CRM data is the single most valuable data asset for customer acquisition and retention. A wonderful, rich asset that holds personal data and behavioral data of the bank's future prospects. However, due to privacy legislation, up to 80% of CRM data tends to be locked away. Compliant CRM data for advanced analytics and machine learning applications is hard to come by. Banks either comply with regulations and refrain from developing a modern martech platform altogether or break the rules and hope to get away with it. There is a third option. Synthetic customer data is as good as real when it comes to training machine learning models. The model learns the patterns in the original data and extracts granular level insights for advanced analytics. Once the model is trained, the power of personalized messages and landing pages can be unleashed. The insights help identify new prospects and improve sign-up rates significantly.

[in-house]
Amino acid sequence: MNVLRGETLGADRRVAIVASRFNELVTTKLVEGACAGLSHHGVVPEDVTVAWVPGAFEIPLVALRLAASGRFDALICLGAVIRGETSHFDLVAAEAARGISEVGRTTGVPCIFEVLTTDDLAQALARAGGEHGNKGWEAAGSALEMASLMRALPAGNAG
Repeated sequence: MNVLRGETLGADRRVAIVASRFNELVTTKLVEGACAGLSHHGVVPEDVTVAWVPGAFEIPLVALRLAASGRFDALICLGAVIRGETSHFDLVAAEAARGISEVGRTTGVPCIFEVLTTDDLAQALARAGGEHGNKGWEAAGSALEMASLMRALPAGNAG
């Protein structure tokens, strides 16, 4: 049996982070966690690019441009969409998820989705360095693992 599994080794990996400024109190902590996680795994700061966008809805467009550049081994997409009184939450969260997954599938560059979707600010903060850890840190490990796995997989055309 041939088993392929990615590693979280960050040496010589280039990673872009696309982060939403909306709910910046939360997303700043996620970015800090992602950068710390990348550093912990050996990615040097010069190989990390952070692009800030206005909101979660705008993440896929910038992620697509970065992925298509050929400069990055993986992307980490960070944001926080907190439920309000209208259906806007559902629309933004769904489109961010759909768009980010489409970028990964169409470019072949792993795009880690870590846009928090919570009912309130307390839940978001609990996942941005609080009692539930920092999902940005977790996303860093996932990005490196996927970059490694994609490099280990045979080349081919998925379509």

AI in lending is a hot topic in finance. Banks want to reach out to the right people with the right mortgage and credit products. In order to increase precision in targeting, a lot of personal data is needed. The more complete the customer data profile, the more intelligent mortgage analytics becomes. Better models bring lower risk both for the bank and for the customer. Rule-based or logistic regression models rely on a narrow set of criteria for credit decision-making. Banks without advanced behavioral analytics and models underserve a large segment of customers. People lacking formal credit histories or deviating from typical earning patterns are excluded. AI-first banks utilize huge troves of alternative data sources. Modern data sources include social media, browsing history, telecommunications usage data, and more. However, using these highly personal data sources in their original for training AI models is strictly forbidden. Legacy data anonymization techniques destroy the very insights the model needs. Synthetic data versions retain all of these insights. Thanks to the granular, feature-rich nature of synthetic data, lending solutions can use all the intelligence. Credit and mortgage decision-making, including limit assessment, needs synthetic training data to maximize the value of the underlying machine learning model.